“I’ll not have yah using the Lord’s name in vain in this house,” Father Abraham cried out.
“I’m sorry, Father Abraham,” Art said. He looked sternly at Carl, but Carl spun around, faced the wall, and closed his eyes.
“If you’re going to puke,” Art said softly, “go outside.”
“What…what happened to her?” Carl said, his eyes and teeth clenched shut.
“Her throat’s been cut. From here, it looks like it’s almost clean through.”
“Who done it?” Carl’s voice was quavering. He was fighting the urge to vomit.
“I don’t know,” Art said, taking one more glance around. “Let’s go outside a minute. We can talk there.”
I wrote Diamond City in response to my childhood. I grew up in small-town America, the part of America that supposedly represents everything that is good and pure about the country. But small-town America can also be cruel to those who are different and do not fit in.
Diamond City is in part a love story. It tells the story of Art Moran, a small-town boy, who falls in love with Rebecca Diamond, a mixed-raced girl who is a member of a mysterious clan family. Their relationship is destined to fail because those around them work to make it fail.
Diamond City is also part crime novel. Art Moran, as a man and police chief, is called to Diamond City to solve the murder of Rebecca’s sister. The murder sets off a horrible chain of events in which Art loses Rebecca forever. But forty years later, Rebecca’s daughter, Tirzah, seeks answers to her own troubled youth. Through a cryptic note, Tirzah is led to Art Moran, now old and isolated, and she implores him to help her reopen the murder case. Tirzah finds out the truth about her mother, her family’s demise, and the man who murdered her aunt. In the end, Tirzah says, “All I ever wanted was for the nightmares to end.” Art says to her, “That is all anyone ever wants.” And that is how the novel ends, not with the tying up of loose ends or justice for the murdered woman, but with a sense that the nightmares of the past have ended and the characters can move into their own future.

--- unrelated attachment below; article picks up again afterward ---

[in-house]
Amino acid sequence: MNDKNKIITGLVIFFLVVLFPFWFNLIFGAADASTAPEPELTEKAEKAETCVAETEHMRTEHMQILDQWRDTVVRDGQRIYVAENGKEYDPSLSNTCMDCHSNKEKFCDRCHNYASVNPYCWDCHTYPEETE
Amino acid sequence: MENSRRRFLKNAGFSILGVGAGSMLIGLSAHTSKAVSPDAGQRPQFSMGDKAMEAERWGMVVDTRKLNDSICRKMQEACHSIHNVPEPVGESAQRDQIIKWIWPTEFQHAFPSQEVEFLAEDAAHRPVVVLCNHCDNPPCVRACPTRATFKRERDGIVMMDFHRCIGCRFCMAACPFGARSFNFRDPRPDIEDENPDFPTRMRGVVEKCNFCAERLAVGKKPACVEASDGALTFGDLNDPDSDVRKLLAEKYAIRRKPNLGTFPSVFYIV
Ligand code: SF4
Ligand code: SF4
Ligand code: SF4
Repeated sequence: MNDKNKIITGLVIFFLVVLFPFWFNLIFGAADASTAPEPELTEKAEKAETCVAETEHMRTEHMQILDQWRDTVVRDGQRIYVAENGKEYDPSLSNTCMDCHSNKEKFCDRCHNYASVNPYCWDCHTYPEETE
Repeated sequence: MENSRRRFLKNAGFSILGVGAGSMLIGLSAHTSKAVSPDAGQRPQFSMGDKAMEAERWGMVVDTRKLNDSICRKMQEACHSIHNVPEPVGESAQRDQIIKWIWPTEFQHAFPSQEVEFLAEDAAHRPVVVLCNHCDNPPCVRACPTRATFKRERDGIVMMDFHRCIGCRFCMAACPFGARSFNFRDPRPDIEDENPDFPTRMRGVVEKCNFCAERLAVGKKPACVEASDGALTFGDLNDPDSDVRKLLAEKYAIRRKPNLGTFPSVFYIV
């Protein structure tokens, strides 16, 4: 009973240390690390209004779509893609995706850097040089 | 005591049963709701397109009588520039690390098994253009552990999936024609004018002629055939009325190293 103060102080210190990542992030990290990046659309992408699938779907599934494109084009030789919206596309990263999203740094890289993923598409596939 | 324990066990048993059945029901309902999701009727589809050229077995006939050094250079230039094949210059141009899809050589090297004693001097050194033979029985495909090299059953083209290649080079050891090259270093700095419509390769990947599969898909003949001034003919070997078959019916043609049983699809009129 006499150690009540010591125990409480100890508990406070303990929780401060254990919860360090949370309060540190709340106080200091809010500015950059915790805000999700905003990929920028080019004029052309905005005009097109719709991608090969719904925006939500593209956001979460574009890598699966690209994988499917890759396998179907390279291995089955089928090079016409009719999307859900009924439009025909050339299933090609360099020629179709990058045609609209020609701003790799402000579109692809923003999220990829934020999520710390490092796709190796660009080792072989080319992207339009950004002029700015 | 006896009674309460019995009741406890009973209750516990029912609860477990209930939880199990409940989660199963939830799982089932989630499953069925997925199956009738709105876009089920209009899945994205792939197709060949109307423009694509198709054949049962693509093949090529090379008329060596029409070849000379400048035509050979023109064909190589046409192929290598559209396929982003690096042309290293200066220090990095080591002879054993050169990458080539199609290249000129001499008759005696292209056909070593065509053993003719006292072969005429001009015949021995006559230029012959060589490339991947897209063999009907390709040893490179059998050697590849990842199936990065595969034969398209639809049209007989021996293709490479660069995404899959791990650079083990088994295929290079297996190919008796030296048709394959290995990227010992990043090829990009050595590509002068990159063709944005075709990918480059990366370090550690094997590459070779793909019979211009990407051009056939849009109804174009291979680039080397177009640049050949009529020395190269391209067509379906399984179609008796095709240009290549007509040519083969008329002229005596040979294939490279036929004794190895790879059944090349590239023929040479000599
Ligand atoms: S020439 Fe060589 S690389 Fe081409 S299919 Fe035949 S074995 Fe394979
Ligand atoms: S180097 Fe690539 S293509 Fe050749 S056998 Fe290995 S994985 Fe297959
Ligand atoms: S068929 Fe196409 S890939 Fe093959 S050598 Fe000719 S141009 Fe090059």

Marianna Boncek grew up in the Catskill Mountains, where she learned to love nature and the stars. She holds a BA from Vermont College, an MA from Goddard College, and a PhD from Union Institute and University. She is currently pursuing her MFA at Mississippi University for Women. Her two popular nonfiction works, The Spooky Hudson Valley and Gone Missing in New York, were published by Schiffer Books. Her young-adult novel, Ajar, was published by Mélange Books. Two of her plays have been featured in the Hudson Valley Short Play Festival, and she is a regular reader in Hudson Valley poetry venues. Her hobbies include hiking, traveling, and searching out the perfect bookstore. She currently lives in the Hudson Valley in New York with her partner, Dave. Please visit her website at mariannaboncek.com.